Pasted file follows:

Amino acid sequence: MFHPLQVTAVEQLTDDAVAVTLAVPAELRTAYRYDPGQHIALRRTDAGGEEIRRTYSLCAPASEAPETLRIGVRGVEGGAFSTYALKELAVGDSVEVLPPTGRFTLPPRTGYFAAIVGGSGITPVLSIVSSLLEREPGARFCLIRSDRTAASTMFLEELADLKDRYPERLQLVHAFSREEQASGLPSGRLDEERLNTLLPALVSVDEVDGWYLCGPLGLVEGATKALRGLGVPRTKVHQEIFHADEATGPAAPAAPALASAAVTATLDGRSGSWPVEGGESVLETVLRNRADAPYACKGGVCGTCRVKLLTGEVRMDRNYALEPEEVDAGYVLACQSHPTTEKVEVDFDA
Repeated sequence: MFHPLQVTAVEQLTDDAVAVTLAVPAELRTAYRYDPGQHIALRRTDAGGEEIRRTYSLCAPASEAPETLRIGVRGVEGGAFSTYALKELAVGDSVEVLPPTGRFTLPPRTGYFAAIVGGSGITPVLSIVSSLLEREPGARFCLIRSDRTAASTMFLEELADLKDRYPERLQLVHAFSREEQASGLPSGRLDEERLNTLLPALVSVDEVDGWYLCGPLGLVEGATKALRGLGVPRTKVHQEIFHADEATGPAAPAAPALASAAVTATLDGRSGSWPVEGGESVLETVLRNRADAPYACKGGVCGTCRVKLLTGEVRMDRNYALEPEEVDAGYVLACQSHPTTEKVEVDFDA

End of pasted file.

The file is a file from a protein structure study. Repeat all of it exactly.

Amino acid sequence: MFHPLQVTAVEQLTDDAVAVTLAVPAELRTAYRYDPGQHIALRRTDAGGEEIRRTYSLCAPASEAPETLRIGVRGVEGGAFSTYALKELAVGDSVEVLPPTGRFTLPPRTGYFAAIVGGSGITPVLSIVSSLLEREPGARFCLIRSDRTAASTMFLEELADLKDRYPERLQLVHAFSREEQASGLPSGRLDEERLNTLLPALVSVDEVDGWYLCGPLGLVEGATKALRGLGVPRTKVHQEIFHADEATGPAAPAAPALASAAVTATLDGRSGSWPVEGGESVLETVLRNRADAPYACKGGVCGTCRVKLLTGEVRMDRNYALEPEEVDAGYVLACQSHPTTEKVEVDFDA
Repeated sequence: MFHPLQVTAVEQLTDDAVAVTLAVPAELRTAYRYDPGQHIALRRTDAGGEEIRRTYSLCAPASEAPETLRIGVRGVEGGAFSTYALKELAVGDSVEVLPPTGRFTLPPRTGYFAAIVGGSGITPVLSIVSSLLEREPGARFCLIRSDRTAASTMFLEELADLKDRYPERLQLVHAFSREEQASGLPSGRLDEERLNTLLPALVSVDEVDGWYLCGPLGLVEGATKALRGLGVPRTKVHQEIFHADEATGPAAPAAPALASAAVTATLDGRSGSWPVEGGESVLETVLRNRADAPYACKGGVCGTCRVKLLTGEVRMDRNYALEPEEVDAGYVLACQSHPTTEKVEVDFDA